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    Aquafeed value chain analysis and a review of regulatory framework of striped catfish farming in Viet Nam 2019
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    This Fisheries and Aquaculture Technical Paper presents the findings of a value chain analysis of the aquafeed (aquatic animal feed) sub-sector for the striped catfish (Pangasianodon hypophthalmus) farming in Viet Nam, including a review of aquafeed regulatory framework in the country. The striped catfish (pangasius) production sub-sector is characterized by intensive pond production technology and high-quality production inputs. In 2014, annual production of pangasius was 1 143 797 tonnes. The key actors in the value chain comprise input suppliers, including feed ingredients suppliers, feed manufacturers, and hatchery operators (seed producers), along with fingerling and grow-out farmers, fish processors, exporters, consumers and service providers. In recent years, large-scale vertically integrated enterprises have started to emerge that operate along the entire value chain, and these now dominate many areas of production.
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    Fish marketing and consumption survey in the Kyrgyz Republic 2013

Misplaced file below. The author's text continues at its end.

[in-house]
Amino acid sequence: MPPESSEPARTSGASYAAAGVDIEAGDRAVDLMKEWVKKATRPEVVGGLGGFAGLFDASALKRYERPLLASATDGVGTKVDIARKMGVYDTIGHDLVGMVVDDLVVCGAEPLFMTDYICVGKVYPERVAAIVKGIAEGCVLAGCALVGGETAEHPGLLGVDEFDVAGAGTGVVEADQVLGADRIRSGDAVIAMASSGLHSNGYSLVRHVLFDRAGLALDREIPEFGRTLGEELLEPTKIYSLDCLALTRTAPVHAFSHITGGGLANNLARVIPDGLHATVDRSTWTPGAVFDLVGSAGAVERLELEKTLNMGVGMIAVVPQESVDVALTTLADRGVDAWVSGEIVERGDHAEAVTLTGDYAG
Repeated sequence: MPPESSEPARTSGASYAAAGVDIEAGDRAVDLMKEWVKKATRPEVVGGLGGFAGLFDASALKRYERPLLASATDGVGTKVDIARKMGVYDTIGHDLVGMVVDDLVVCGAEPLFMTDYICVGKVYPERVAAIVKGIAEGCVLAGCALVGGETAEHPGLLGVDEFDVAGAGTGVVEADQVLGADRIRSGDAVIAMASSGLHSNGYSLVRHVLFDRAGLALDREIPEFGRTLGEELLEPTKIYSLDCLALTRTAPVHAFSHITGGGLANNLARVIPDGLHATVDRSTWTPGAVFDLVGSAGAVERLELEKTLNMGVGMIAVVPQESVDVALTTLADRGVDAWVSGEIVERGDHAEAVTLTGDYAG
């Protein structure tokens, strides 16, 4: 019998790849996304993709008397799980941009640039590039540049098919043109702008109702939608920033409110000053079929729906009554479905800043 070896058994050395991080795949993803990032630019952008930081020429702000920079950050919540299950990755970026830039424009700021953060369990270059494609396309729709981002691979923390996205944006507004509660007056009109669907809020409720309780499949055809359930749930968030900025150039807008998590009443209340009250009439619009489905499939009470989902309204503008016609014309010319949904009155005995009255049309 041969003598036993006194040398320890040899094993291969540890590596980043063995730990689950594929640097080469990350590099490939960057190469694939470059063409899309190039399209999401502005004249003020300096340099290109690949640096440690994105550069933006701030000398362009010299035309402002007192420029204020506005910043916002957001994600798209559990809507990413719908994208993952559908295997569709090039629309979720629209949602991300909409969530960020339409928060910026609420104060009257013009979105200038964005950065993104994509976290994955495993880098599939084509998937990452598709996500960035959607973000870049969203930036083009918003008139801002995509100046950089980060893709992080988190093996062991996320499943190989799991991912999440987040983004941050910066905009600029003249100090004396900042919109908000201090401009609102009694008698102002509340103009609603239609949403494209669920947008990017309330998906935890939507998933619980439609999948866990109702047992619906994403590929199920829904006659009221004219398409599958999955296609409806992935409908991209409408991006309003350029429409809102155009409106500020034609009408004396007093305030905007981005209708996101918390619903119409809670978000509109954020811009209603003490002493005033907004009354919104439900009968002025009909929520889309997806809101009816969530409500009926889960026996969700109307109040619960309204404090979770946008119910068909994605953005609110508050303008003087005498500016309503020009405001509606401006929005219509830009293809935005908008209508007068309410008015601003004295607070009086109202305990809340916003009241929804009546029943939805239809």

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    A country-wide survey was carried out to assess the status, trends and issues related to fish production, marketing and consumption in the Kyrgyz Republic. The methodology adopted was a combination of structured questionnaires and one-to-one interviews that collected data from 1167 respondents, which included fish farmers, vendors/sellers of fish and fish products, consumers of fish and fish products and key informants. The emerged trends and issues from the survey results were presented and in terpreted under fish production, trade and consumption. Since independence, the fish production in the Kyrgyz Republic is not realized to its potential due to knowledge gaps in innovative technology and good management practices in aquaculture and fisheries. Inconsistent supply of quality fish seed, lack of access to fish feeds and credit, and total absence of state support services were the main constraints. Farmers see opportunities to develop recreational fisheries in their aquaculture ponds . The main constraints to a developed fish marketing are related to infrastructure and institutional management. The majority of markets are rather poorly endowed with basic infrastructure and services for food handling. Knowledge deficit on modern sanitation techniques and quality control, management of hygiene of fish handlers, and distantly located markets from fishers are also constraints in fish marketing. A vigorous attempt to improve the system should begin by a very careful and detailed evaluation of the problems in the market and marketing system. The quality of unprocessed fish during transit from harvest to the consumer cannot be assured as the present system of inspection and quality control is restricted mainly to the processed fish products. The price of fish is influenced by the price at which the middlemen/wholesalers buy their fish and the amount of profit they intend to gain, and it is fixed through supply and demand interaction. The marketing inefficiency too contri butes to unregulated price margins. In proportion to other commodities, fish prices have recently increased and this discourages increasing per capita fish consumption. The share of fish in the food basket offered by catering entities averages 19 percent, while the share of fish and fish products in the total food basket of a household amounts to less than 9.7 percent. The indications are that to increase this share, fish prices must go down. Fish selling business is dominated by females, mainl y in the post-harvest sector due to their involvement in household-based small-scale fish processing. Exporters perceived that low-interest credit and improved legislation to streamline export procedures, elimination of corruption and access to information, particularly on pricing policies, quality standards, and forecasted fish consumption and demand are key to improve the export industry. The report includes a set of recommendations to address the issues emerged from the survey related to fish production, marketing and consumption.